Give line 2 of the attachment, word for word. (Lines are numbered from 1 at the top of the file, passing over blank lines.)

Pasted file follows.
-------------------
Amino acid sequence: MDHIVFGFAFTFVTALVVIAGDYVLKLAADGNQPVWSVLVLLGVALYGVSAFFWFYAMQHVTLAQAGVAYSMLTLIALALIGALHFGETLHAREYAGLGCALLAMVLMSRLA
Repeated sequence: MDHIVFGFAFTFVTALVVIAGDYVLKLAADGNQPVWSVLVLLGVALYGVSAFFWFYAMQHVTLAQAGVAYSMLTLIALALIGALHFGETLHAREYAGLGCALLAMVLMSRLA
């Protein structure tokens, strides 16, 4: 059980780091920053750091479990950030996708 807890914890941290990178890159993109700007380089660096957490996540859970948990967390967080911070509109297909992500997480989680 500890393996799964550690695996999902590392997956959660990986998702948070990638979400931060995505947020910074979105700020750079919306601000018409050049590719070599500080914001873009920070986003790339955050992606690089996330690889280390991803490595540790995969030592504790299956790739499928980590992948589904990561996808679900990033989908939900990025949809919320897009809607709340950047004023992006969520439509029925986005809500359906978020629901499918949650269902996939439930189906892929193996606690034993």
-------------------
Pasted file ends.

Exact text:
Repeated sequence: MDHIVFGFAFTFVTALVVIAGDYVLKLAADGNQPVWSVLVLLGVALYGVSAFFWFYAMQHVTLAQAGVAYSMLTLIALALIGALHFGETLHAREYAGLGCALLAMVLMSRLA